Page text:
The Indonesian Intelligence State Revisited

Hello! The below report is written in English. To translate the full report, please use the translator in the top right corner of the page. Do not show me this notice in the future.

NAPSNet Special Report

Recommended Citation

Richard Tanter, "The Indonesian Intelligence State Revisited", NAPSNet Special Reports, September 14, 1999, https://nautilus.org/napsnet/napsnet-special-reports/the-indonesian-intelligence-state-revisited/

September 14, 1999

This is the latest in an ongoing series of articles on the crisis in East 
Timor.  This article is by Richard Tanter of Kyoto Seika University in 
Japan.

A guide to all NAPSNet East Timor Special Reports is available online at:
 http://www.nautilus.org/napsnet/sr/East_Timor/index.html

-----------------------------------

The Indonesian Intelligence State Revisited

Richard Tanter

1. The East Timor Operation

Most likely, until the world unexpectedly reacted to the great killings 
in East Timor, the Indonesian military had no intention of allowing any 
transfer of sovereignty, whatever the result of the UN ballot.  The plan 
would have been to stall, bluff, badmouth the United Nations' conduct of 
the ballot, and hope that the world's attention would go away.  Given the 
record of the great powers and most of the world's media since 1975, and 
the experience of Indonesian intelligence in black operations and terror, 
these were not entirely unreasonable assumptions.

Operasi Sapu Jagad [Operation Clean Sweep], headed by Major-General Zacky 
Anwar Makirim, began immediately after Habibie's shock announcement of a 
referendum.  The plan's primary objective, to destroy CNRT by killing 
local leaders and prominent supporters, followed the experience of US 
black operations in South Vietnam (the Phoenix Programme) and Nicaragua.  
Anwar, who was at the time head of Badan Intelijen ABRI [BIA: Armed 
Forces Intelligence Agency] had been commander of Army Intelligence at 
the time of the Santa Cruz massacre in 199X, and a close associate of 
former Lieutenant-General Prabowo, Suharto's son-in-law and main rival to 
Wiranto for control of the armed forces.2 

Zacky Anwar's appointment by Habibie as liaison to UNAMET shocked many UN 
officials, who were already well aware of the weaknesses of the May 5th 
Agreement, but they were effectively powerless to deal with either 
threat.  Although Anwar stepped down as head of BIA to take up the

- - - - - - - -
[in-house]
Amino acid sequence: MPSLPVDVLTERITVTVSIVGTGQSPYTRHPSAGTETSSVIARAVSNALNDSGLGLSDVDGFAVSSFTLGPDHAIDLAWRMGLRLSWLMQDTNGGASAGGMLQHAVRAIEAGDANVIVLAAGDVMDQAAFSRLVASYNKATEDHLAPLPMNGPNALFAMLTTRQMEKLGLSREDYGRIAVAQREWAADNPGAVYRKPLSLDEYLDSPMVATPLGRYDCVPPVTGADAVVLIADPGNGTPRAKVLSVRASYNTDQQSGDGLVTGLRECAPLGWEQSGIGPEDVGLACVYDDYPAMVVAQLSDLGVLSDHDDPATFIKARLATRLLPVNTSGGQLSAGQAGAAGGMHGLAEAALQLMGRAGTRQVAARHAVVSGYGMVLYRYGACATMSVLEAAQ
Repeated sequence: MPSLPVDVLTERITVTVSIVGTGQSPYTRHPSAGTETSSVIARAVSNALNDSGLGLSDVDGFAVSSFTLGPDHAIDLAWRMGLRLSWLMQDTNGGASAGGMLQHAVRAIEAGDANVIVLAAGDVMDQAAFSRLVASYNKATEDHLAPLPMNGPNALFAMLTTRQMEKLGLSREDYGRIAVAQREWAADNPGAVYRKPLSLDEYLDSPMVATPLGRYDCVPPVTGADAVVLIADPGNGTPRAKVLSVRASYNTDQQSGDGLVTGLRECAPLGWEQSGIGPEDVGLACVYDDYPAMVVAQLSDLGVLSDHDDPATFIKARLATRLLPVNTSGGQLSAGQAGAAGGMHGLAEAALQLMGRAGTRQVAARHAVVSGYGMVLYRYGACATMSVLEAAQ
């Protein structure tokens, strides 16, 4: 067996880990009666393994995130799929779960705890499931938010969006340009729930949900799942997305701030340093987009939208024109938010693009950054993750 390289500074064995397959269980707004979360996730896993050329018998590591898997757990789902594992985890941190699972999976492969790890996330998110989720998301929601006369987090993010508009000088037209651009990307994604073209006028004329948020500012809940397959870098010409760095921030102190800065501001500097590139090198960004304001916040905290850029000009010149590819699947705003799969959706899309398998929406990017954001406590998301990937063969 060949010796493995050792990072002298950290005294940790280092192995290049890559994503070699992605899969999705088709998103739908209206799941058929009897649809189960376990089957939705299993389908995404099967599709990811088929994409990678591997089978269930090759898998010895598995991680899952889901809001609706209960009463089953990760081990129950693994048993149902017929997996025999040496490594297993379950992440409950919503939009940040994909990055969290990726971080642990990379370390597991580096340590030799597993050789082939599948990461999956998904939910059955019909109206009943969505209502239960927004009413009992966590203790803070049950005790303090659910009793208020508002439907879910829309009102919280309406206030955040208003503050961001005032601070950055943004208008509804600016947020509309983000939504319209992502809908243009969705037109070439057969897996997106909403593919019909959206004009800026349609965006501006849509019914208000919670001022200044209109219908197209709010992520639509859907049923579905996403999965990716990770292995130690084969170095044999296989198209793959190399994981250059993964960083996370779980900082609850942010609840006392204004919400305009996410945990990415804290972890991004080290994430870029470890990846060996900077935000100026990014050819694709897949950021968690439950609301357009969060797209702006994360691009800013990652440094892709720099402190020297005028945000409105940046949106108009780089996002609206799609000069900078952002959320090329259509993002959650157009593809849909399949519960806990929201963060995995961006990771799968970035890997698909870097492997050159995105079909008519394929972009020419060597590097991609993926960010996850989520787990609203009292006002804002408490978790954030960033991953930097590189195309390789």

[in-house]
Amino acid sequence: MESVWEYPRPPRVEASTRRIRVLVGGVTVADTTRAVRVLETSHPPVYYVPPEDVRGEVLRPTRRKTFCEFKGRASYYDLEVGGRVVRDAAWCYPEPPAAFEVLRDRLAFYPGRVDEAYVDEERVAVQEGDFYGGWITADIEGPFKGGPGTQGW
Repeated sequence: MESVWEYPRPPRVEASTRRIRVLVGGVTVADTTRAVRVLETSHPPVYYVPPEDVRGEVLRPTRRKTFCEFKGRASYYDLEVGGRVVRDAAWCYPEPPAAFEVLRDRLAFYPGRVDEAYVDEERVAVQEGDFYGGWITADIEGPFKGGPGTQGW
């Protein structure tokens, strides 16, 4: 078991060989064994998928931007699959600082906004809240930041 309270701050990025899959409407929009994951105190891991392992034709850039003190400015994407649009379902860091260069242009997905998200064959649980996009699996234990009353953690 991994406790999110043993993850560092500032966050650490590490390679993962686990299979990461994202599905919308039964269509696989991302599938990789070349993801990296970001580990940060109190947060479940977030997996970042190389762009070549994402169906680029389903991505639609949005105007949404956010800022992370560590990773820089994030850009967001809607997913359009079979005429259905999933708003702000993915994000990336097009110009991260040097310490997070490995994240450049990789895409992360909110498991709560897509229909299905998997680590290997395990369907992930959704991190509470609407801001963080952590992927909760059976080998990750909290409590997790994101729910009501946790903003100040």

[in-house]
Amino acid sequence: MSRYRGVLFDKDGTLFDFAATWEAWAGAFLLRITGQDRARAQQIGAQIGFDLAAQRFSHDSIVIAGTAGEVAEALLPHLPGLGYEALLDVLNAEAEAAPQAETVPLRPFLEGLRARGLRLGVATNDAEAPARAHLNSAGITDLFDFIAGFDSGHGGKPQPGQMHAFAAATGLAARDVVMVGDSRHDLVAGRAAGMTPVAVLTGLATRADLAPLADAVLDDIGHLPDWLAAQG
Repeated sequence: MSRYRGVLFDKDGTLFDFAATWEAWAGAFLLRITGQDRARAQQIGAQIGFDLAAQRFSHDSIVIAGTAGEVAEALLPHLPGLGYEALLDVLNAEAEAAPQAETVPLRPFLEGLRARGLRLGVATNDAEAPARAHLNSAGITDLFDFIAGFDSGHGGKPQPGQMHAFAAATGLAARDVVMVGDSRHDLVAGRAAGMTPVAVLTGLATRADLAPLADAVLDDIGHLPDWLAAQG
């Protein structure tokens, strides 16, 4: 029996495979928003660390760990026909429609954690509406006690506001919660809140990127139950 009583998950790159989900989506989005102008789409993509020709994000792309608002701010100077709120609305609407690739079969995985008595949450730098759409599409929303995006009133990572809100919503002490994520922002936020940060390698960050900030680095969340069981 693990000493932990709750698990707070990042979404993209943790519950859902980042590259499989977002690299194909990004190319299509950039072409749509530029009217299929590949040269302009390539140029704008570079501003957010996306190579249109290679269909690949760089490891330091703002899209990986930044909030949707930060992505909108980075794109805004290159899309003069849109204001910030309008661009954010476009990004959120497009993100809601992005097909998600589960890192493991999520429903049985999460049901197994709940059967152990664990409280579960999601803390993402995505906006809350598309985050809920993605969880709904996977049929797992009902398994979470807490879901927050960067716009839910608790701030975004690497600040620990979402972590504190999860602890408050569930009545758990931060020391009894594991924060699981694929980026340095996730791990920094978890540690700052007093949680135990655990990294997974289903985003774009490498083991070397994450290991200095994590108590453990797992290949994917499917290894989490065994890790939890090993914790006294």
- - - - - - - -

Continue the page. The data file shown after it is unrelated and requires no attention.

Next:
position, his role as the principal coordinator of the unfolding 
programme of terror was unchanged.

Details of the different strands of the militia and their alignments with 
each other and with different Indonesian military and civil factions are 
still emerging.  It is clear that the intelligence plan, especially after 
the vote, had two dimensions within East Timor.  The first was the 
organized killing of those capable of providing political and moral 
leadership suspected of favouring independence, including of course, key 
CNRT activists and Catholic religious and intellectuals.  The naming of 
priests and nuns by their killers leaves little doubt of the level of 
organization involved.  Of course there was a further element of 
relatively indiscriminate slaughter, flowing both from a desire to use 
terror to control the remainder of the population, and most likely a 
degree of loss of temporary tactical control by army officers over some 
of their militia clients.  This, of course, was not viewed as a problem 
by Indonesian intelligence: far from it.  In certain circumstances, after 
key people have been liquidated, the apparently random character of 
terror is helpful. 

The second dimension of the post-vote operation has been the looting and 
plundering of anything moveable by the militias.  Apart from personal 
enrichment of the looters themselves and their TNI and militia 
commanders, the motive seems to have been a will to destroy.  If East 
Timor was to be left, it would be left with nothing.  While no doubt 
operating with general TNI approval, it is possible that different 
militia gangs carrying out the pillage were under varying degrees of 
immediate TNI control.

The Indonesian military intelligence plan to destroy CNRT and the 
possibility of East Timorese has succeeded - and failed.  While the 
killing in East Timor will continue until the UN peace keepers arrive, 
most of TNI's local objectives have been realized.  Anwar's officers seem 
to have done their work with appalling effectiveness.  Amongst the more 
than 200,000 East Timorese reportedly now in West Timor, killing and 
intimidation will continue for some time.  The loss of so many people, in 
a small population that had already lost almost a quarter of its 
population to earlier waves of Indonesian aggression, will be very hard 
to overcome. 

Yet, after enormous suffering and loss of life, and with devastating loss 
of precious human resources, East Timor will now become independent.  
There will be foot-dragging and wild talk in the Indonesian parliament 
and media, but it is now impossible for the military who govern now or 
whoever takes power in November to not fulfill the provisions of the May 
5th Agreement between Indonesia, Portugal and the UN, according to which 
a majority vote for independence will lead to the required constitutional 
changes from the Indonesian president and legislature.  This will not 
happen without sustained and concerted external pressure, but it will 
happen.

2. The long history of Indonesian military terror 

Ten days of extreme terror in East Timor have destroyed the hopes of 
President Habibie of becoming an elected president.  More importantly, 
they have almost certainly finished any hopes that General Wiranto had of 
becoming Vice-President to Megawati Sukarnoputri. 

Megawati herself will be having very ambivalent responses.  Her often-
noted nationalism blinded her to any sympathy for the Timorese, and she 
has the support of many important serving and retired military officers.  
Undoubtedly, long before now, the lesson she drew from Habibie's failure 
to control the military is that an Indonesian president governs with the 
support of the military, or not at all. 

Yet Megawati lived through an attempt by generals to assassinate her 
father, former President Sukarno, in her schoolyard.  As a young woman 
she watched her father's allies on the left slaughtered in their hundreds 
of thousands by the Army and Islamic groups it manipulated and directed 
in the year after the coup and counter-coup in October 1965. 

Megawati, like millions of other Indonesian citizens, has never spoken 
openly about her experiences or feelings about that holocaust.  The CIA